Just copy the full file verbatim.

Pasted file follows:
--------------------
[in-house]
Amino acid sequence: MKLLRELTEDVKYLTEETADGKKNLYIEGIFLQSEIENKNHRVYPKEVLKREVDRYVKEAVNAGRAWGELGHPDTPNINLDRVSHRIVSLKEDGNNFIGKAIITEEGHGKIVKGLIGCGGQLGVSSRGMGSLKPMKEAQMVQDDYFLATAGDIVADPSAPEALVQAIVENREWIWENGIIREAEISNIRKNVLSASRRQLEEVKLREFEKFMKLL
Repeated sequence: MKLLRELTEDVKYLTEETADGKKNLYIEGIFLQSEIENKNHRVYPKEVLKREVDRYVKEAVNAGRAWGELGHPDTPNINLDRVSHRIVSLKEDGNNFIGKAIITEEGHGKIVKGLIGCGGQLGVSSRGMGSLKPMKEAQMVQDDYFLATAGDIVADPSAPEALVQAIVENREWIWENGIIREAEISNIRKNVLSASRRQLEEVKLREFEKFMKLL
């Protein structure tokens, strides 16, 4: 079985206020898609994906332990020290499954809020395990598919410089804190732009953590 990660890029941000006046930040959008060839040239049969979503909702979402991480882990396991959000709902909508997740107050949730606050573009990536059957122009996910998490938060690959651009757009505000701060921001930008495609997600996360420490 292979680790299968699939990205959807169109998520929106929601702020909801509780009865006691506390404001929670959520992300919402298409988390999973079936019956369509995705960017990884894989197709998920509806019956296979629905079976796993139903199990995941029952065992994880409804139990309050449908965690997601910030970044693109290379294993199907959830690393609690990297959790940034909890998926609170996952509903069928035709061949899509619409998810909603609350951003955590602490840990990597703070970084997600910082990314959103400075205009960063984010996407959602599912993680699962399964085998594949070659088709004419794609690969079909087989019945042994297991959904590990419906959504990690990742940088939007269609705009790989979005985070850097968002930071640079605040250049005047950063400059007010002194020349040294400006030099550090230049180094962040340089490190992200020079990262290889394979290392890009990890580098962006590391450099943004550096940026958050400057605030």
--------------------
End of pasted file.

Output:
[in-house]
Amino acid sequence: MKLLRELTEDVKYLTEETADGKKNLYIEGIFLQSEIENKNHRVYPKEVLKREVDRYVKEAVNAGRAWGELGHPDTPNINLDRVSHRIVSLKEDGNNFIGKAIITEEGHGKIVKGLIGCGGQLGVSSRGMGSLKPMKEAQMVQDDYFLATAGDIVADPSAPEALVQAIVENREWIWENGIIREAEISNIRKNVLSASRRQLEEVKLREFEKFMKLL
Repeated sequence: MKLLRELTEDVKYLTEETADGKKNLYIEGIFLQSEIENKNHRVYPKEVLKREVDRYVKEAVNAGRAWGELGHPDTPNINLDRVSHRIVSLKEDGNNFIGKAIITEEGHGKIVKGLIGCGGQLGVSSRGMGSLKPMKEAQMVQDDYFLATAGDIVADPSAPEALVQAIVENREWIWENGIIREAEISNIRKNVLSASRRQLEEVKLREFEKFMKLL
């Protein structure tokens, strides 16, 4: 079985206020898609994906332990020290499954809020395990598919410089804190732009953590 990660890029941000006046930040959008060839040239049969979503909702979402991480882990396991959000709902909508997740107050949730606050573009990536059957122009996910998490938060690959651009757009505000701060921001930008495609997600996360420490 292979680790299968699939990205959807169109998520929106929601702020909801509780009865006691506390404001929670959520992300919402298409988390999973079936019956369509995705960017990884894989197709998920509806019956296979629905079976796993139903199990995941029952065992994880409804139990309050449908965690997601910030970044693109290379294993199907959830690393609690990297959790940034909890998926609170996952509903069928035709061949899509619409998810909603609350951003955590602490840990990597703070970084997600910082990314959103400075205009960063984010996407959602599912993680699962399964085998594949070659088709004419794609690969079909087989019945042994297991959904590990419906959504990690990742940088939007269609705009790989979005985070850097968002930071640079605040250049005047950063400059007010002194020349040294400006030099550090230049180094962040340089490190992200020079990262290889394979290392890009990890580098962006590391450099943004550096940026958050400057605030």